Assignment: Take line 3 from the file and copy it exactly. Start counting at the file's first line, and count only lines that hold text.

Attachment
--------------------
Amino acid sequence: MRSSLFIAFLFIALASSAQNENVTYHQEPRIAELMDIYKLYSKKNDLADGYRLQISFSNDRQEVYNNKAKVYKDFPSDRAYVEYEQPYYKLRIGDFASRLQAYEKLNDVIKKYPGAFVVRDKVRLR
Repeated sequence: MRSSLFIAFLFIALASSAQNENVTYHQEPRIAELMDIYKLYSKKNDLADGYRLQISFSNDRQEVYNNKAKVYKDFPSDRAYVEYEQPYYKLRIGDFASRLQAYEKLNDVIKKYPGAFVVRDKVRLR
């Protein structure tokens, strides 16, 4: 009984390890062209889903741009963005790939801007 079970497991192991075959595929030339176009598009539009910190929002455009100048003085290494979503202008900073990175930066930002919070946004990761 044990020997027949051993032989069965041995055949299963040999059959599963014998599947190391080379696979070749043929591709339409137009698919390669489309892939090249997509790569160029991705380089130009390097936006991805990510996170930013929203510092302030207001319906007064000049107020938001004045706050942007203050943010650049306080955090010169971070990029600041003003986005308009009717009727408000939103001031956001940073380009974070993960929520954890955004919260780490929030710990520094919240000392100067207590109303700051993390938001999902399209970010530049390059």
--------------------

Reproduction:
């Protein structure tokens, strides 16, 4: 009984390890062209889903741009963005790939801007 079970497991192991075959595929030339176009598009539009910190929002455009100048003085290494979503202008900073990175930066930002919070946004990761 044990020997027949051993032989069965041995055949299963040999059959599963014998599947190391080379696979070749043929591709339409137009698919390669489309892939090249997509790569160029991705380089130009390097936006991805990510996170930013929203510092302030207001319906007064000049107020938001004045706050942007203050943010650049306080955090010169971070990029600041003003986005308009009717009727408000939103001031956001940073380009974070993960929520954890955004919260780490929030710990520094919240000392100067207590109303700051993390938001999902399209970010530049390059």